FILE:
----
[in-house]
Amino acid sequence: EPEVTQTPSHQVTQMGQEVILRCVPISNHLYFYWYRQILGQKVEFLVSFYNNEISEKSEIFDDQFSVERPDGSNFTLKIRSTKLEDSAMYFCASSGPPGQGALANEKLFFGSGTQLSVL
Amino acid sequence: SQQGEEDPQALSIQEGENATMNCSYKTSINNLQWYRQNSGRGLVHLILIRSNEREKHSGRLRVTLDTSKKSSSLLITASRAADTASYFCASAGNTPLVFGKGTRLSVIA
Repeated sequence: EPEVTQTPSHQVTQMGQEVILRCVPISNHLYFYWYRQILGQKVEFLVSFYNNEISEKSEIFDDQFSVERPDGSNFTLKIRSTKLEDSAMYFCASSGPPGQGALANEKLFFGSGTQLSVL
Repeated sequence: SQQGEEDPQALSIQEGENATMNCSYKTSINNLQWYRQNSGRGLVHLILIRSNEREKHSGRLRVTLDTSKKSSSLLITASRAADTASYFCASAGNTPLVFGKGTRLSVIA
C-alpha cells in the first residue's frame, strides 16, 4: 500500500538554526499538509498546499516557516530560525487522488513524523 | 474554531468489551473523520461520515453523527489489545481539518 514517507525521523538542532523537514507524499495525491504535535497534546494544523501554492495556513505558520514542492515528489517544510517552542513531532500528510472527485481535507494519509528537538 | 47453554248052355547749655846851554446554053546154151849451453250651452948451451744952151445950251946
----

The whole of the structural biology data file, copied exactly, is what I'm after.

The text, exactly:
[in-house]
Amino acid sequence: EPEVTQTPSHQVTQMGQEVILRCVPISNHLYFYWYRQILGQKVEFLVSFYNNEISEKSEIFDDQFSVERPDGSNFTLKIRSTKLEDSAMYFCASSGPPGQGALANEKLFFGSGTQLSVL
Amino acid sequence: SQQGEEDPQALSIQEGENATMNCSYKTSINNLQWYRQNSGRGLVHLILIRSNEREKHSGRLRVTLDTSKKSSSLLITASRAADTASYFCASAGNTPLVFGKGTRLSVIA
Repeated sequence: EPEVTQTPSHQVTQMGQEVILRCVPISNHLYFYWYRQILGQKVEFLVSFYNNEISEKSEIFDDQFSVERPDGSNFTLKIRSTKLEDSAMYFCASSGPPGQGALANEKLFFGSGTQLSVL
Repeated sequence: SQQGEEDPQALSIQEGENATMNCSYKTSINNLQWYRQNSGRGLVHLILIRSNEREKHSGRLRVTLDTSKKSSSLLITASRAADTASYFCASAGNTPLVFGKGTRLSVIA
C-alpha cells in the first residue's frame, strides 16, 4: 500500500538554526499538509498546499516557516530560525487522488513524523 | 474554531468489551473523520461520515453523527489489545481539518 514517507525521523538542532523537514507524499495525491504535535497534546494544523501554492495556513505558520514542492515528489517544510517552542513531532500528510472527485481535507494519509528537538 | 47453554248052355547749655846851554446554053546154151849451453250651452948451451744952151445950251946